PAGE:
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Old January 9th, 2017, 08:36 PM   #1
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Debates most likely make debaters more entrenched in their own positions?


Every format of debate I'm aware of, more often than not, makes debaters more entrenched in their own positions.
To a generic debater, what could be more important than the commitment to one's own position? Ego, perhaps.
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Old January 10th, 2017, 02:08 AM   #2

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For me, a discussion or a debate is not where you find the new points of the thing you are talking about and learn to accept the reasons of the people you are discussing with. No, that **** is mythical, people all want you to listen to them and not vice versa. They all talk about fair, nice, civil knowledge builiding discussion, it's all lie and have never worked at all. For me, a debate or a discussion is where you bash your opponent head in the fence, on the wall and over the floor until they quit and claim the victory for yourself. The real winner is the last survivor.
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Old January 10th, 2017, 06:00 AM   #3
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Most politicians equate knowledge, expertise, and authority with their own power and believe that if they ever admit a mistake or that they were wrong it would weaken them. There was a famous example in the 1976 US presidential election. In a debate, President Gerald Ford was asked about Soviet domination in Eastern Europe to which he replied there was 'no Soviet domination of Eastern Europe and under my watch there never will be.' He obviously meant Western Europe, but when given the opportunity to correct his mistake, he doubled down and continued to insist there was no Soviet domination of Eastern Europe. After the debate and even the next day when the press asked him about it he continued to insist there was no Soviet domination of Eastern Europe. He could not bring himself to admit that he'd made a mistake.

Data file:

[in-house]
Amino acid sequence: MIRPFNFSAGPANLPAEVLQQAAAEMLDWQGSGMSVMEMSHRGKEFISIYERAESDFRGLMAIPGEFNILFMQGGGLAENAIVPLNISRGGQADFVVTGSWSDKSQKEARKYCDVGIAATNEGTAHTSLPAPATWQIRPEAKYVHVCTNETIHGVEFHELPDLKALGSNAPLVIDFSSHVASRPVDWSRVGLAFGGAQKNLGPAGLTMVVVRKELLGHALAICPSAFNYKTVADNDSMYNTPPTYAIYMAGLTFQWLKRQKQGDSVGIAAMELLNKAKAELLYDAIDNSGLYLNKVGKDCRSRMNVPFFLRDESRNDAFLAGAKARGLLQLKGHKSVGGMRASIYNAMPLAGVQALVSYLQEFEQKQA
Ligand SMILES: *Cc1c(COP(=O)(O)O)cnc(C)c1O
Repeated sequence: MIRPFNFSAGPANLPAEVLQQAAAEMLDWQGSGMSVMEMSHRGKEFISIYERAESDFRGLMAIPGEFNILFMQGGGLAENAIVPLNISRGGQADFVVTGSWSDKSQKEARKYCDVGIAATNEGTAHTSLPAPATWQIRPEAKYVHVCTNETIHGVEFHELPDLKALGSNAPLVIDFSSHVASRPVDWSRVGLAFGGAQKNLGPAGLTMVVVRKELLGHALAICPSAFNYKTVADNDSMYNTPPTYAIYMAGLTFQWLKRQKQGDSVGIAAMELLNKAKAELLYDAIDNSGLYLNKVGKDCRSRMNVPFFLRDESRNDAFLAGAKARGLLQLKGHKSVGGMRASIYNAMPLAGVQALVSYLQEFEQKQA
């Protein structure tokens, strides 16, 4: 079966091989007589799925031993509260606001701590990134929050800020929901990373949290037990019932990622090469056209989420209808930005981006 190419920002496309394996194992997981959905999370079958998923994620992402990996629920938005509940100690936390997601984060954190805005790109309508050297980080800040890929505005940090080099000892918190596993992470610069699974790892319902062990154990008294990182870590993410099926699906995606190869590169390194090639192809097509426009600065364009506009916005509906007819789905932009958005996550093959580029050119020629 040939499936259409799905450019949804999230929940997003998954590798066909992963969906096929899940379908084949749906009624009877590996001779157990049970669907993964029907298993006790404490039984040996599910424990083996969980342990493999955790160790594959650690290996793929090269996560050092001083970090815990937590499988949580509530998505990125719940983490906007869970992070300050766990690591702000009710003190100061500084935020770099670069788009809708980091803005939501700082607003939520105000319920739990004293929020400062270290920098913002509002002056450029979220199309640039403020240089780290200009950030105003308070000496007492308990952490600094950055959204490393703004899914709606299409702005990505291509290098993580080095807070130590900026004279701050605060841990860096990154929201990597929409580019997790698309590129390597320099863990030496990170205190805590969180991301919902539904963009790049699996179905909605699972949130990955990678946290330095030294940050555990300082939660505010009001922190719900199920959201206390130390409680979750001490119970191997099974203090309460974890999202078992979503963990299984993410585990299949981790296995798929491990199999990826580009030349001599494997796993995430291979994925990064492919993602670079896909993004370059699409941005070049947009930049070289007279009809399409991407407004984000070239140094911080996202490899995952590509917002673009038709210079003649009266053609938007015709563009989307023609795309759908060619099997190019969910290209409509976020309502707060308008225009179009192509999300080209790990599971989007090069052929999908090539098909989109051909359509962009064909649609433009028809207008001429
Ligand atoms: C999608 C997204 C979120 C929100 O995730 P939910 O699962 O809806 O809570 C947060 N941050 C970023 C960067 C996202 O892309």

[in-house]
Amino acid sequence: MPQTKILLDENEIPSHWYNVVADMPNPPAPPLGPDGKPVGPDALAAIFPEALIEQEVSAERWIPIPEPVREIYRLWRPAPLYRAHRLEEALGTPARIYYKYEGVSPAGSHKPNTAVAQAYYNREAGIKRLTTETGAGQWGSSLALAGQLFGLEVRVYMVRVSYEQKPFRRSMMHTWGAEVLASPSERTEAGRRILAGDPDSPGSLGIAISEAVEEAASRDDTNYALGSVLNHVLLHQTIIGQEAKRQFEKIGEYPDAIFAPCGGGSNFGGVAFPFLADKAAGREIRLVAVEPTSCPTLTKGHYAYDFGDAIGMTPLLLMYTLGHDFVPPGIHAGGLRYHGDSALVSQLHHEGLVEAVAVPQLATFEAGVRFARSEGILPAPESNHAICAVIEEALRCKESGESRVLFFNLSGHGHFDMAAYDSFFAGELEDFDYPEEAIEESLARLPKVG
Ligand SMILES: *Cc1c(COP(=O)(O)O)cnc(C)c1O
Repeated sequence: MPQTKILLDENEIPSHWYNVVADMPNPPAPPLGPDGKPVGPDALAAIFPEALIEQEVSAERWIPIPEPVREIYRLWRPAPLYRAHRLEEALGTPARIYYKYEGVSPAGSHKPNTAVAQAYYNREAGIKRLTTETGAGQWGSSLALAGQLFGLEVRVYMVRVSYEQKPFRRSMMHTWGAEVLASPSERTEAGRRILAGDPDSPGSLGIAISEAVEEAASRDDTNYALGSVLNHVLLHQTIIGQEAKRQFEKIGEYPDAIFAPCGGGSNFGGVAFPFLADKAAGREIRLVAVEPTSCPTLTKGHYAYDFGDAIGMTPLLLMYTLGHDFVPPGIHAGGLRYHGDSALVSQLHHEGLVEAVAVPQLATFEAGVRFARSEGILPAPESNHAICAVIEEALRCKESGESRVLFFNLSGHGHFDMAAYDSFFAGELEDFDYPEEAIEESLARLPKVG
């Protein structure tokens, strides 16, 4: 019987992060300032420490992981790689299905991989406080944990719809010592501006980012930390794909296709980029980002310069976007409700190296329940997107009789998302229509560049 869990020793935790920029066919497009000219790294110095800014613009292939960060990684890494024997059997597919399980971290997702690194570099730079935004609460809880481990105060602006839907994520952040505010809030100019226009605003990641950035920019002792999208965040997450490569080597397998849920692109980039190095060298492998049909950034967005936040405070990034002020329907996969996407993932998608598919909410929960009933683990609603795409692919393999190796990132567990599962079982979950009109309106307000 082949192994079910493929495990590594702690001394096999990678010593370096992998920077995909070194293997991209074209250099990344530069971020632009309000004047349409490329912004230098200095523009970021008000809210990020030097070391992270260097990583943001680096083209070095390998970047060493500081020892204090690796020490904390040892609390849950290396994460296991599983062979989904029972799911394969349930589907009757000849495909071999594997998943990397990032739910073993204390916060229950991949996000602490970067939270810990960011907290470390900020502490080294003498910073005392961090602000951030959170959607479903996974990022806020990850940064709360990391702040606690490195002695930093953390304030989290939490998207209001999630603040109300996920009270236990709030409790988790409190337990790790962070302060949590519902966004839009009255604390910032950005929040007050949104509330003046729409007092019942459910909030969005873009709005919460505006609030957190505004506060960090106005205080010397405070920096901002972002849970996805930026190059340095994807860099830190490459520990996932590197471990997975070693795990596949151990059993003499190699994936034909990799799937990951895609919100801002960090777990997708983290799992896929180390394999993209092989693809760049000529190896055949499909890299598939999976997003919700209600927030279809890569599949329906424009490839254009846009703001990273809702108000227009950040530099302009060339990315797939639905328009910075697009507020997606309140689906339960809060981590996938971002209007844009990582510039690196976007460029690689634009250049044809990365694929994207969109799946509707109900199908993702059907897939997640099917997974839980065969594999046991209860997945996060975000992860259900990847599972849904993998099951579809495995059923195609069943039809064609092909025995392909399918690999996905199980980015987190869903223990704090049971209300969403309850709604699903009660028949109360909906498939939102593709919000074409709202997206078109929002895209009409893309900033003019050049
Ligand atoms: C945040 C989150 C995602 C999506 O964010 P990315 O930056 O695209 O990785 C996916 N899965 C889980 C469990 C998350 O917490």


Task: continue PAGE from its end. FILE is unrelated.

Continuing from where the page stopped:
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Old January 10th, 2017, 06:57 PM   #4
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Quote:
Originally Posted by A Vietnamese View Post
For me, a discussion or a debate is not where you find the new points of the thing you are talking about and learn to accept the reasons of the people you are discussing with. No, that **** is mythical, people all want you to listen to them and not vice versa. They all talk about fair, nice, civil knowledge builiding discussion, it's all lie and have never worked at all. For me, a debate or a discussion is where you bash your opponent head in the fence, on the wall and over the floor until they quit and claim the victory for yourself. The real winner is the last survivor.
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Old January 11th, 2017, 04:35 PM   #5

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Debate between individuals is not very likely to change the minds of the debators but the ideas of rhetoric, persuasion, argument, etc that was typically think of as debate was constructed with an informed audience in mind. Debate isn't meant to sway the participants but to illuminate the subject and present the merits of different views so the audience (typically the 'decision makers' of the community) would be aware of more than one view on a particular matter and both potential consequences and proposed actions could be evaluated transparently in front of the community.